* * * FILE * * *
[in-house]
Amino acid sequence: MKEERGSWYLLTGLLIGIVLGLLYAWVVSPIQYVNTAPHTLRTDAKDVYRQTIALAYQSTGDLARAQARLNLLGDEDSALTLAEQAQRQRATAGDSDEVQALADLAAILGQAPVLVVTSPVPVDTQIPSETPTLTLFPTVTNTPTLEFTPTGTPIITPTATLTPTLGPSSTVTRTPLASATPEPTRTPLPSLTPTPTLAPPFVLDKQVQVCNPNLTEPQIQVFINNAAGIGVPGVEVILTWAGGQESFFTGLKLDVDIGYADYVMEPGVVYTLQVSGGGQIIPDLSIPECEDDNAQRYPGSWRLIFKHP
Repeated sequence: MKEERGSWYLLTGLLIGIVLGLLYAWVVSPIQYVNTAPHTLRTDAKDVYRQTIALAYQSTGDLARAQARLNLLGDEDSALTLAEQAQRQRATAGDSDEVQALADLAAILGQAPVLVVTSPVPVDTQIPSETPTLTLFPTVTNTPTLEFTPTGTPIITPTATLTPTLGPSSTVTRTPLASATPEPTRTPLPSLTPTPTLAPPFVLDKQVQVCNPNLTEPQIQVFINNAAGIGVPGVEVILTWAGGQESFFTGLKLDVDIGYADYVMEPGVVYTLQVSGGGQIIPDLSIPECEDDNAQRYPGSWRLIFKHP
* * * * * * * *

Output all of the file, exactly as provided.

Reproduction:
[in-house]
Amino acid sequence: MKEERGSWYLLTGLLIGIVLGLLYAWVVSPIQYVNTAPHTLRTDAKDVYRQTIALAYQSTGDLARAQARLNLLGDEDSALTLAEQAQRQRATAGDSDEVQALADLAAILGQAPVLVVTSPVPVDTQIPSETPTLTLFPTVTNTPTLEFTPTGTPIITPTATLTPTLGPSSTVTRTPLASATPEPTRTPLPSLTPTPTLAPPFVLDKQVQVCNPNLTEPQIQVFINNAAGIGVPGVEVILTWAGGQESFFTGLKLDVDIGYADYVMEPGVVYTLQVSGGGQIIPDLSIPECEDDNAQRYPGSWRLIFKHP
Repeated sequence: MKEERGSWYLLTGLLIGIVLGLLYAWVVSPIQYVNTAPHTLRTDAKDVYRQTIALAYQSTGDLARAQARLNLLGDEDSALTLAEQAQRQRATAGDSDEVQALADLAAILGQAPVLVVTSPVPVDTQIPSETPTLTLFPTVTNTPTLEFTPTGTPIITPTATLTPTLGPSSTVTRTPLASATPEPTRTPLPSLTPTPTLAPPFVLDKQVQVCNPNLTEPQIQVFINNAAGIGVPGVEVILTWAGGQESFFTGLKLDVDIGYADYVMEPGVVYTLQVSGGGQIIPDLSIPECEDDNAQRYPGSWRLIFKHP